Northern Lights: Photographers in the East capture light show
An "Aurora hunter" has described how capturing the Northern Lights left him feeling "exhilarated".
Steve Lansdell travelled from his home in Long Stratton, Norfolk to the coast at Morston to capture the phenomenon.
The Northern Lights - or Aurora Borealis - are rarely seen in the East of England, but were also spotted over Bedfordshire on Wednesday.
Enthusiasts also recorded the colourful sight over Yorkshire and Northumberland at the weekend.
The Aurora Borealis is caused when atoms in the Earth's upper atmosphere interact with charged particles from the sun, creating a dancing display of colour and light.
Mr Lansdell said the sight was prompted by a type of solar flare known as a coronal mass ejection (CME), which can result in the appearance of the Northern Lights at lower latitudes.
"As an Aurora hunter watching regularly what the sun throws at our planet, I knew there was a incoming CME, which we didn't expect for another 24 hours," he said.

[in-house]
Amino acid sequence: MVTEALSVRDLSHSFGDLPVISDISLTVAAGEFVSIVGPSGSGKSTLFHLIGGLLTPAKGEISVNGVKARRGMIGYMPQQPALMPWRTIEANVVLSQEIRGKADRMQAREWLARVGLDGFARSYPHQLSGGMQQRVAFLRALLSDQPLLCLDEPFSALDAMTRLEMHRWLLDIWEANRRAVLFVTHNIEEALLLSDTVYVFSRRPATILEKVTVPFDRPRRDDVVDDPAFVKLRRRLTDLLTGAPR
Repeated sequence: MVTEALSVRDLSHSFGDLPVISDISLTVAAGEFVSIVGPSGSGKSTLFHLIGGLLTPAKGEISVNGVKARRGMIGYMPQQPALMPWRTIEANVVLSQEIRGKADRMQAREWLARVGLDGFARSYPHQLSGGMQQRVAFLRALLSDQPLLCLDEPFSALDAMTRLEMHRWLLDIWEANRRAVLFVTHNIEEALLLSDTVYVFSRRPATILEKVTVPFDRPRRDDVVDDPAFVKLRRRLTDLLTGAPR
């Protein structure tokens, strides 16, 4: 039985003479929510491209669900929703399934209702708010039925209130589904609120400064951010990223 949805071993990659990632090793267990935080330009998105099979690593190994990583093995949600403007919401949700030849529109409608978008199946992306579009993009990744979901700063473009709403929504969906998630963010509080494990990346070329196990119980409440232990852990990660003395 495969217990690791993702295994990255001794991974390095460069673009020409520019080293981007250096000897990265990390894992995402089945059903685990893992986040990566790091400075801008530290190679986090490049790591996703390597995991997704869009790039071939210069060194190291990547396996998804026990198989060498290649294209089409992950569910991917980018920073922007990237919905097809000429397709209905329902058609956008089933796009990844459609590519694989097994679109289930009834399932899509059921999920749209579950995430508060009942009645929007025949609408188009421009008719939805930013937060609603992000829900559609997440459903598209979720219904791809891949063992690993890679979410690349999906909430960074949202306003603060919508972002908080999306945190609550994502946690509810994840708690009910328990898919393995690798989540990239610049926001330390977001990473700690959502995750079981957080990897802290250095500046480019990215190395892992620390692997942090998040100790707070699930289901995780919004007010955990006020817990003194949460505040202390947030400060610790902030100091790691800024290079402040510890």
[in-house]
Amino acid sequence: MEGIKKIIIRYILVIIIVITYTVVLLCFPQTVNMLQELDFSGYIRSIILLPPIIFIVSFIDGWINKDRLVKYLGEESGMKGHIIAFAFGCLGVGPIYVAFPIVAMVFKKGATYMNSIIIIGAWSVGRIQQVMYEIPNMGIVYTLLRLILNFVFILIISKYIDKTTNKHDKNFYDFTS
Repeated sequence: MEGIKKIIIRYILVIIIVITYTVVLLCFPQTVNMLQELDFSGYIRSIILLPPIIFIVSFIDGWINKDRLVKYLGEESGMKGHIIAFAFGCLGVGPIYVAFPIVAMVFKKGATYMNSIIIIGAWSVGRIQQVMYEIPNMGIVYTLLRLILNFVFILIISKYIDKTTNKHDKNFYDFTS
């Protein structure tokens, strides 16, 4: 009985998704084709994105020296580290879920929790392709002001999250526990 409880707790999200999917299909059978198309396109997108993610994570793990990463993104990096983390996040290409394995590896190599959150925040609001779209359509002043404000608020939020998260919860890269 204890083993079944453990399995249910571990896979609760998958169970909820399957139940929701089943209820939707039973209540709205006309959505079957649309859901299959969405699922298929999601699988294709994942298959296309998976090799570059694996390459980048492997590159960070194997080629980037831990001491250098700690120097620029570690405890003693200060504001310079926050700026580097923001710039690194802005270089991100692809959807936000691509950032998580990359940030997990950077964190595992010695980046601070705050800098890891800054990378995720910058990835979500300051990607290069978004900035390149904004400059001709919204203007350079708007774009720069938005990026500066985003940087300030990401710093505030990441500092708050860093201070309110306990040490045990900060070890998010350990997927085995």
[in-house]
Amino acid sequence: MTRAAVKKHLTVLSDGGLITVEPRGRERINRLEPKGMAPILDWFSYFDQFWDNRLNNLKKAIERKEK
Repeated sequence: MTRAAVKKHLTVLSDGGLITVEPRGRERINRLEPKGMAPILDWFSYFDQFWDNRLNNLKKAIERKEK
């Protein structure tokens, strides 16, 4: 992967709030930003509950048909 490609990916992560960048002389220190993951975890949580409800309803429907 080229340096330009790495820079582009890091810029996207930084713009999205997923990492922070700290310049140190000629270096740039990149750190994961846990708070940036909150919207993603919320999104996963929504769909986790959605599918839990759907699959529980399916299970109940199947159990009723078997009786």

"But it arrived early and a 55 minute drive to Morston quay netted this image."
He said watching the light show left him "exhilarated".
Roger Skillin captured his image about 117 miles (188km) away in Cranfield, Bedfordshire, at about 21:45 GMT on Wednesday, after he was alerted on social media.
"I drove outside the village away from the lights and set my camera up to start taking long exposure photos as I wouldn't have seen this with the naked eye," he said.
"I was just lucky, as about 15 minutes after setting up, the first CME hit, and that's when I picked up the reds on my camera.
"I've seen them a number of times in Iceland and Scotland, but I never thought I'd see them this far south."
Brad Damms, took his image at about 22:00 on the north Norfolk coast, close to the village of Blakeney.
It was the first time he has captured it and said he was "surprised by the colours" and it was "amazing to see".
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